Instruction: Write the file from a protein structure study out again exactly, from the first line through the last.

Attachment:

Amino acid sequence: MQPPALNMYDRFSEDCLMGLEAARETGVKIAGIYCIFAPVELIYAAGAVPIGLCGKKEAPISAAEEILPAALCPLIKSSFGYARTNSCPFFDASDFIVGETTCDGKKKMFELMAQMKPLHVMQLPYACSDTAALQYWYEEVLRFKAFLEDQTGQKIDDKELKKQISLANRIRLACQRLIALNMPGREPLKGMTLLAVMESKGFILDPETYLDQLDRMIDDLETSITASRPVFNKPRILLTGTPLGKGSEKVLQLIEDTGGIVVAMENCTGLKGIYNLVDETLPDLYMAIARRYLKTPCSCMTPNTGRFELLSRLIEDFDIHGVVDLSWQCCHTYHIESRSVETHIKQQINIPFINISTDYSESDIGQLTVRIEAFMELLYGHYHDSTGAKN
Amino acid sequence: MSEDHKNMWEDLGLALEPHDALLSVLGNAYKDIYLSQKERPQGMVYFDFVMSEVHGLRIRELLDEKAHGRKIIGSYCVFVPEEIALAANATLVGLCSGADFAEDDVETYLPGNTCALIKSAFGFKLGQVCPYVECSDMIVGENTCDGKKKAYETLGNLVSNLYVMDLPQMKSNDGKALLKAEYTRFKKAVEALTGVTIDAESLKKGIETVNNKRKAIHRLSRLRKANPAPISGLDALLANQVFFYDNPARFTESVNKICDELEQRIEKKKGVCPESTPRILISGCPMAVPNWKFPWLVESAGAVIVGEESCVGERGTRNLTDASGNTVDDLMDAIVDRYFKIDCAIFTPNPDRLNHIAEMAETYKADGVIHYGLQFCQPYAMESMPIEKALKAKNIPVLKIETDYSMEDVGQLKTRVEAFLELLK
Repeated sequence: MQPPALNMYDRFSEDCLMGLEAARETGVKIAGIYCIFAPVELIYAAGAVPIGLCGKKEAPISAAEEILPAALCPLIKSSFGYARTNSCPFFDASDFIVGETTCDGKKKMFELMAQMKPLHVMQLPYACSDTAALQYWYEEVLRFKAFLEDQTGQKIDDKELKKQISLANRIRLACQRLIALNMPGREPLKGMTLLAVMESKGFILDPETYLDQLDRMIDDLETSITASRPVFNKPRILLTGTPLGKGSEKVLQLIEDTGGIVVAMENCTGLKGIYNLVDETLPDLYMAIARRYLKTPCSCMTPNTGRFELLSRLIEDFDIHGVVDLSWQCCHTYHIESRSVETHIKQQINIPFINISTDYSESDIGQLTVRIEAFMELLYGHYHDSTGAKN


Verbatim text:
Amino acid sequence: MQPPALNMYDRFSEDCLMGLEAARETGVKIAGIYCIFAPVELIYAAGAVPIGLCGKKEAPISAAEEILPAALCPLIKSSFGYARTNSCPFFDASDFIVGETTCDGKKKMFELMAQMKPLHVMQLPYACSDTAALQYWYEEVLRFKAFLEDQTGQKIDDKELKKQISLANRIRLACQRLIALNMPGREPLKGMTLLAVMESKGFILDPETYLDQLDRMIDDLETSITASRPVFNKPRILLTGTPLGKGSEKVLQLIEDTGGIVVAMENCTGLKGIYNLVDETLPDLYMAIARRYLKTPCSCMTPNTGRFELLSRLIEDFDIHGVVDLSWQCCHTYHIESRSVETHIKQQINIPFINISTDYSESDIGQLTVRIEAFMELLYGHYHDSTGAKN
Amino acid sequence: MSEDHKNMWEDLGLALEPHDALLSVLGNAYKDIYLSQKERPQGMVYFDFVMSEVHGLRIRELLDEKAHGRKIIGSYCVFVPEEIALAANATLVGLCSGADFAEDDVETYLPGNTCALIKSAFGFKLGQVCPYVECSDMIVGENTCDGKKKAYETLGNLVSNLYVMDLPQMKSNDGKALLKAEYTRFKKAVEALTGVTIDAESLKKGIETVNNKRKAIHRLSRLRKANPAPISGLDALLANQVFFYDNPARFTESVNKICDELEQRIEKKKGVCPESTPRILISGCPMAVPNWKFPWLVESAGAVIVGEESCVGERGTRNLTDASGNTVDDLMDAIVDRYFKIDCAIFTPNPDRLNHIAEMAETYKADGVIHYGLQFCQPYAMESMPIEKALKAKNIPVLKIETDYSMEDVGQLKTRVEAFLELLK
Repeated sequence: MQPPALNMYDRFSEDCLMGLEAARETGVKIAGIYCIFAPVELIYAAGAVPIGLCGKKEAPISAAEEILPAALCPLIKSSFGYARTNSCPFFDASDFIVGETTCDGKKKMFELMAQMKPLHVMQLPYACSDTAALQYWYEEVLRFKAFLEDQTGQKIDDKELKKQISLANRIRLACQRLIALNMPGREPLKGMTLLAVMESKGFILDPETYLDQLDRMIDDLETSITASRPVFNKPRILLTGTPLGKGSEKVLQLIEDTGGIVVAMENCTGLKGIYNLVDETLPDLYMAIARRYLKTPCSCMTPNTGRFELLSRLIEDFDIHGVVDLSWQCCHTYHIESRSVETHIKQQINIPFINISTDYSESDIGQLTVRIEAFMELLYGHYHDSTGAKN